Healthy Eating Basics
Today, this post covers the basics of a healthy diet/nutrition (in general – see note above). We also dig in a little deeper for both men and women.
Here are some highlights that you should consider when planning your diet.
Fruits and vegetables are a great source of antioxidants. These substances protect your body from damage due to free radicals which will can cause you to age faster and can break down your cells. Lots of colorful fruits and vegetables will help to neutralize the effects of these items on your body. So, fill up your plate, or at least half of it, with these foods.
Vitamins and Minerals
Whole grains, low fat dairy, lean meats, and fruits and vegetables all provide the vitamins and minerals needed for energy to fuel an active lifestyle. Our bodies aren’t very efficient at producing some of the nutrients needed to function properly, so we have to choose the right foods with the right amounts of nutrition.
Fiber is an important part of a healthy diet. Fiber helps regulate bowel movements, balance blood sugar levels, maintain a healthy weight, and lower cholesterol levels. The American Heart Association recommends 25 grams of fiber per day for a 2000 calorie-per-day diet. It supposed to be through food but the average American consumes around 15 grams of fiber each day. Whole grains, fresh fruits and vegetables, and beans are good sources of fiber.
You can’t completely avoid fat. Most foods contain fat, and your body needs some too. But you need to choose healthy fats, not empty calories. Eating foods with key fatty acids like omega-3 and omega-6 will help your heart and can lubricate your joints. A good option would be nuts like walnuts.
Americans typically eat too much salt each day (on average, more than 3400 mg/day). We typically don’t add a lot of this salt to our foods– it comes from processed and restaurant foods. The American Heart Association recommends 2300 mg per day. Cutting back on processed foods and reading the labels can help you limit your salt intake. Note: These limits may not apply to people who lose a lot of salt each day (i.e. athletes) or if you have a medical condition that may call for more salt intake. Talk to your doctor!
Instead of eating three large meals a day, eat smaller, healthy, well-balanced meals throughout the day. Eating six to eight smaller meals a day instead of three large meals will keep you energized throughout the day so you can maintain your active lifestyle. It will keep your energy up and metabolism high.
Eat before Exercise
Don’t follow the adage of waiting 30 minutes before you can swim. Eating prior to exercise will fuel your workout. But be smart about what you eat. You don’t want a big heavy four-course meal; it should be sensible. This way you aren’t hungry in the middle of your workout.
Remember to drink water throughout the day. An important part of nutrition is to remain hydrated, no matter what kind of lifestyle you live.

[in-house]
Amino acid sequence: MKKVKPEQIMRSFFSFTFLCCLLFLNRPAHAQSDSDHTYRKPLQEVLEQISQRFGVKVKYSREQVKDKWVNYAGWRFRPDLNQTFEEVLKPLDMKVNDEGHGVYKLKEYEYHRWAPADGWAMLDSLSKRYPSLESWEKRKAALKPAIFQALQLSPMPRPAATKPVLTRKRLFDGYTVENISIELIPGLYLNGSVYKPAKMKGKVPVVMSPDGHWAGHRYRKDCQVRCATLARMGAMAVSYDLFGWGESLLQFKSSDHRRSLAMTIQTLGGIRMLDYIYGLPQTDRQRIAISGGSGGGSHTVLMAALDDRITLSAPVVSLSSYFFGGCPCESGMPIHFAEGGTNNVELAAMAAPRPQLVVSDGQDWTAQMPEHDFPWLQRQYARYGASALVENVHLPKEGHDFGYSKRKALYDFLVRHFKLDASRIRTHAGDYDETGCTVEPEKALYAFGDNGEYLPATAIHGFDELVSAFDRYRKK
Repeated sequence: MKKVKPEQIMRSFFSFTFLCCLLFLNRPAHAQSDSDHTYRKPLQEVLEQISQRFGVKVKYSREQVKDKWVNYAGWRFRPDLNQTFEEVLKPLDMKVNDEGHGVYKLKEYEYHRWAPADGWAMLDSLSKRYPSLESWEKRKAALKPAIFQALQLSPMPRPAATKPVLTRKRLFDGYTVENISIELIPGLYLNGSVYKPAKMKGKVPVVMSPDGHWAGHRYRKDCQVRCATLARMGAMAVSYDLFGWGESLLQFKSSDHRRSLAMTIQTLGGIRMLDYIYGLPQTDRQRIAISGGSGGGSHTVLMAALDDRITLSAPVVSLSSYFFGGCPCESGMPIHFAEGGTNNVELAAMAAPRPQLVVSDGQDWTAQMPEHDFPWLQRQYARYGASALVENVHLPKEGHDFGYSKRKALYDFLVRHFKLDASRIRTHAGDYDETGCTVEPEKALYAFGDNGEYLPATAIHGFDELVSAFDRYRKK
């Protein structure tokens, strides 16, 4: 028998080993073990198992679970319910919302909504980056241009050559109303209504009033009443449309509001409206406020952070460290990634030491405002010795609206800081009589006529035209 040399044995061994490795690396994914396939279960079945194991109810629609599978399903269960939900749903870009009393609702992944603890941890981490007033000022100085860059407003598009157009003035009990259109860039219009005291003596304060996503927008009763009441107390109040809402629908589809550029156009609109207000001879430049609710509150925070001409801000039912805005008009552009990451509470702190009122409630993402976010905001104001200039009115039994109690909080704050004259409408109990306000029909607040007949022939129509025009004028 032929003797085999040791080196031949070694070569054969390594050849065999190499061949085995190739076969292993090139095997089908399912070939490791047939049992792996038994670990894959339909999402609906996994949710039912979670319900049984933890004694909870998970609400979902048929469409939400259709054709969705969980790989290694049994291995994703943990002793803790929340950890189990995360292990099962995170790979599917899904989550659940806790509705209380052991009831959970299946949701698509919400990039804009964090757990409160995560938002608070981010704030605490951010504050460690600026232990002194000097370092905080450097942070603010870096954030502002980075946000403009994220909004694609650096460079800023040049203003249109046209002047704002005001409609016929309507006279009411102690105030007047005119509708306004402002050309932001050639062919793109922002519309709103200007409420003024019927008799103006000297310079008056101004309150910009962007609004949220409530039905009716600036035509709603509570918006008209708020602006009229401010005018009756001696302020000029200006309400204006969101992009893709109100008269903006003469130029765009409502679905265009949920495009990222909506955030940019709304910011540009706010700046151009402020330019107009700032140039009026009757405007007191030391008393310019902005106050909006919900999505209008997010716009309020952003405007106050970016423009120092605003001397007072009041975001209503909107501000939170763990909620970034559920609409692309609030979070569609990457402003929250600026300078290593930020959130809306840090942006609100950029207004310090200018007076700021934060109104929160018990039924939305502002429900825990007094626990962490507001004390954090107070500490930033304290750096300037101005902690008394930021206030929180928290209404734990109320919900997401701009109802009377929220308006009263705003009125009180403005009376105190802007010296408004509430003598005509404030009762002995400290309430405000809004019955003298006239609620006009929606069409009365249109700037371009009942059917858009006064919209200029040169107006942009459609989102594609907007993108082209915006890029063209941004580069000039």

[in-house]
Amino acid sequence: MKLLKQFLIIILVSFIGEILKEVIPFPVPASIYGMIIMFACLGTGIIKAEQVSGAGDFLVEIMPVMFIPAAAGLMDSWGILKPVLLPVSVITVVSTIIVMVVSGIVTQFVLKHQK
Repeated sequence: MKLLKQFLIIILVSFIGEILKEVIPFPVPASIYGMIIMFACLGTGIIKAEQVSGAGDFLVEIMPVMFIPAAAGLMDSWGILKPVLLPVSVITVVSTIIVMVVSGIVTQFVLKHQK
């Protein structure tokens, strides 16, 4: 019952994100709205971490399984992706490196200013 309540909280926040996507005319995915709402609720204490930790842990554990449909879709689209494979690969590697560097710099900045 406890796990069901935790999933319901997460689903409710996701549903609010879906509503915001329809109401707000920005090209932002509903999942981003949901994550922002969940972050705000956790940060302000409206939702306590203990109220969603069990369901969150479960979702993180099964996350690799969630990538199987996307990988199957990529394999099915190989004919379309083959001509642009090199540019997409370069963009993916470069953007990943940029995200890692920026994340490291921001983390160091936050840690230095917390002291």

Tips for Balanced Nutrition in Men
The key to balanced nutrition in men is really quite simple. It’s what we all should follow. Eat at least three balanced meals a day, don’t skip breakfast (there has been recent discussion about this), and eat food from every food group at every meal.
Here are some essential steps towards good nutrition for men which provides the right nutrients.
Yes, carbohydrates are necessary to men’s health. This is the main source of energy for the body. You need to have some simple carbohydrates (sugar) and complex carbohydrates (starches). You should get approximately 60% of your calories from carbohydrates daily.
Generally speaking, the average man (31-50 years old) should consume 2,200 calories a day, meaning that 1320 of his calories should come from carbohydrates. Aim for more of the complex carbohydrates from things like fruits and vegetables, beans, whole grains, and dairy products.
This is essential for survival. Fat is needed to help absorb essential vitamins like Vitamin A, D, E, and K. You should have 20% or so (some sources suggest up to 30%) of your daily calories come from fat. Aim to make most of these unsaturated fats for energy. Try to avoid fats from butter, margarine, oil, and Crisco. Eat lean meats and fish like tilapia and tuna steaks. These contain healthy fatty acids of omega-3 and omega-6.
Be wary of processed low-fat options because the fat is usually replaced with refined sugar. Portion control is important, too — eating too much of a good thing is not so good!
Protein builds and repairs tissue. It’s of course good for muscles, but also skin, hair, and nails. There have been a lot of discussion about the amount of protein that should be consumed each day – it also varies according to activity level. The recommended dietary allowance (RDA) for protein has been set at 0.8 grams per kilogram of body weight. This is the minimum amount that should be consumed each day. To figure out what yours is, you could find your weight in kilograms (multiple your body weight by 0.36). That’s not that much protein, right?
More on Protein